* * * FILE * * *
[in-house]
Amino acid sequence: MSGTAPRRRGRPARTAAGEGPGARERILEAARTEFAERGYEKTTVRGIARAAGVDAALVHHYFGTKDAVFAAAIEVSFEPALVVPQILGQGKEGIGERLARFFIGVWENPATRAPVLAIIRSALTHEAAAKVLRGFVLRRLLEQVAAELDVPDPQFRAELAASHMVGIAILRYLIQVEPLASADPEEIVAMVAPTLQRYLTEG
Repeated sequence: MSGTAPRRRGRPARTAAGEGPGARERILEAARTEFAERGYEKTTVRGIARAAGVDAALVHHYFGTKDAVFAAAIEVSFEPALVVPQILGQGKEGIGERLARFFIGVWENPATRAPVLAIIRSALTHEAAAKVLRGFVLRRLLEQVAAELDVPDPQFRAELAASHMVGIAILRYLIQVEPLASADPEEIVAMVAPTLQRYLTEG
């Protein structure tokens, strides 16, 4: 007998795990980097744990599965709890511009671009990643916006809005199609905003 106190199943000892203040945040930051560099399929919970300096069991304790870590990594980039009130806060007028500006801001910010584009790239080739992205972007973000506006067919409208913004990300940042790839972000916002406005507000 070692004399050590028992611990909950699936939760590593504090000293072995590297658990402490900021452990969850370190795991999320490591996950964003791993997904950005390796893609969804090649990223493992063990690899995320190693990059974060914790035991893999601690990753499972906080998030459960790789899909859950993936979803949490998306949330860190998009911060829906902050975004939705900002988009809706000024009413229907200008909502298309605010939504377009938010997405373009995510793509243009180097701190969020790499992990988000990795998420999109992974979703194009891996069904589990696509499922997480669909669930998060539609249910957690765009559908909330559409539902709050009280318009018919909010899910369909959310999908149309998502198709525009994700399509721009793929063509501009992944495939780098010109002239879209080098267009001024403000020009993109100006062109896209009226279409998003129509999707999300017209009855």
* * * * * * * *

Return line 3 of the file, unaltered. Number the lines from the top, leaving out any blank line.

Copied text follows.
Repeated sequence: MSGTAPRRRGRPARTAAGEGPGARERILEAARTEFAERGYEKTTVRGIARAAGVDAALVHHYFGTKDAVFAAAIEVSFEPALVVPQILGQGKEGIGERLARFFIGVWENPATRAPVLAIIRSALTHEAAAKVLRGFVLRRLLEQVAAELDVPDPQFRAELAASHMVGIAILRYLIQVEPLASADPEEIVAMVAPTLQRYLTEG